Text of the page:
Above - The Tudor Matriarch Lady Margaret Beaufort
Henry VIII, the Reign
By Mark Holinshed
Part 1 A New King
Henry Married to Brother’s Widow – Inheritance of His Father’s Council – Wars Avoided – Peace and Wealth in England
Henry VIII became King of England on 21 April 1509 at the age of seventeen.
His father’s army had killed King Richard III twenty-four years earlier, on the battlefield at Bosworth, and there Henry VII won the crown of England for the Tudors.
Prince Arthur, Henry’s older brother by some five years, was born to be the next Tudor king. From the cradle, he had been groomed for kingship.
On 14 November 1501, Prince Arthur married Catherine of Aragon in a union arranged by Henry VII and Arthur’s grandmother, Lady Margaret Beaufort, Countess of Richmond. The alliance was agreed with Catherine’s parents, Isabella I of Castile and Ferdinand II of Aragon, and it was intended to strengthen an Anglo-Spanish pact against France. The houses of Tudor and Trastámara were thus allied against the French house of Valois.
Arthur had been invested as Prince of Wales in 1489, and the newly wedded prince, with his young bride, was serving his father at Ludlow, presiding over his principality, when he died there on 2 April 1502. The young prince was buried at Worcester Cathedral.
The death of the Prince of Wales, briefly mourned, created dynastic, legal and diplomatic problems over the widowed Catherine’s position within the English royal family.
After Henry VII died in 1509, Lady Margaret assumed control, and to preserve the Tudor and Trastámara bond the matriarch inveigled her living grandson into marrying her deceased grandson’s widow. Papal dispensation was required for this atypical marriage, but, for these two powerful dynasties, authorisation from an acquiescent pope, albeit contentious, was granted.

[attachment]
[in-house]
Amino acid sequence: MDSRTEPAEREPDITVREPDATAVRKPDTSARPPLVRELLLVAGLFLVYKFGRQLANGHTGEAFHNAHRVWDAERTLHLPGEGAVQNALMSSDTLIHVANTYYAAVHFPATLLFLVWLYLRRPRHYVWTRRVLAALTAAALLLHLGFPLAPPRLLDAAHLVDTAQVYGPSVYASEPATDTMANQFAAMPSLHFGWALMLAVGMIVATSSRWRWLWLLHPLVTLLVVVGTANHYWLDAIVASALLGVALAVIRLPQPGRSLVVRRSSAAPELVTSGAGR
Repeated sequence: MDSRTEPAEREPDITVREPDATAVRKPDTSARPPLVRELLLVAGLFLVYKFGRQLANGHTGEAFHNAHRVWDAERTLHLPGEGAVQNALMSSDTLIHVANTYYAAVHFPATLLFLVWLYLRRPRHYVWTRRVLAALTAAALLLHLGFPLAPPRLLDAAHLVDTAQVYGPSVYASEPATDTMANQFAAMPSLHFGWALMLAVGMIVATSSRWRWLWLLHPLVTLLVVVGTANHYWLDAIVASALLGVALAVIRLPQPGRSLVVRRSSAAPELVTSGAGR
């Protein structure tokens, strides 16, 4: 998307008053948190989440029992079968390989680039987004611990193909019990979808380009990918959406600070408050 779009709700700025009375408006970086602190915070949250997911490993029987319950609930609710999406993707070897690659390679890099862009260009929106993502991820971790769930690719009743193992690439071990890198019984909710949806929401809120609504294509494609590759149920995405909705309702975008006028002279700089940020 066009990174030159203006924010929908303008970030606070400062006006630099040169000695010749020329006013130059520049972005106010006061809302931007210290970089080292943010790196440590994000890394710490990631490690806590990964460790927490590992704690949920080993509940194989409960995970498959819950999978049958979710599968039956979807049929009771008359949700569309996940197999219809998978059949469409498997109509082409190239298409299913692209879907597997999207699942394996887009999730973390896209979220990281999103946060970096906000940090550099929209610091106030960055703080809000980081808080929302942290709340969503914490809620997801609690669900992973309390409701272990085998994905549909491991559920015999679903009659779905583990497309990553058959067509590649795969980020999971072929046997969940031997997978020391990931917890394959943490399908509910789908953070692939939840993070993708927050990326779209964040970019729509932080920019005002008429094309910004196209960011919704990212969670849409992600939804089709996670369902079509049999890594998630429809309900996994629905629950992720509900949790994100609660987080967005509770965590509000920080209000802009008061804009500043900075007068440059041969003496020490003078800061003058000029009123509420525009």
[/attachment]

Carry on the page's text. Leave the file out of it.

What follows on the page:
Lady Margaret, who had played no small part in Henry VII’s rise to kingship, lived a little longer and so witnessed the new king and queen being crowned in a joint coronation at Westminster Abbey on 24 June 1509, but she died five days later.
Empson and Dudley
In the years since the Battle of Bosworth in 1485, Henry VIII’s father and grandmother had revived the fortunes of what had been war-ravaged England. The expense of conflict had for the most part been avoided: the government was efficient, the Tudors were largely respected abroad, and the king’s coffers were full.
Throughout the realm, however, the financial administration that Henry VIII inherited was unpopular because of what was deemed excessive taxation. Two of the administrators responsible for this harsh fiscal regime were Sir Richard Empson and Edmund Dudley. To make way for a fresh start to the new reign, they were offered up as culprits and executed in 1510.
At that time, international treaties lapsed with the demise of the monarch unless the succeeding ruler renewed them. Young Henry’s council continued with its established foreign policies and renewed all those treaties his father had left. For two years, Tudor England avoided involvement in the wars carried on by those in Christendom striving for independence or expansion of empire. Henry VIII inherited an England that was, compared with some of the troubles of the previous century, relatively peaceful and wealthy.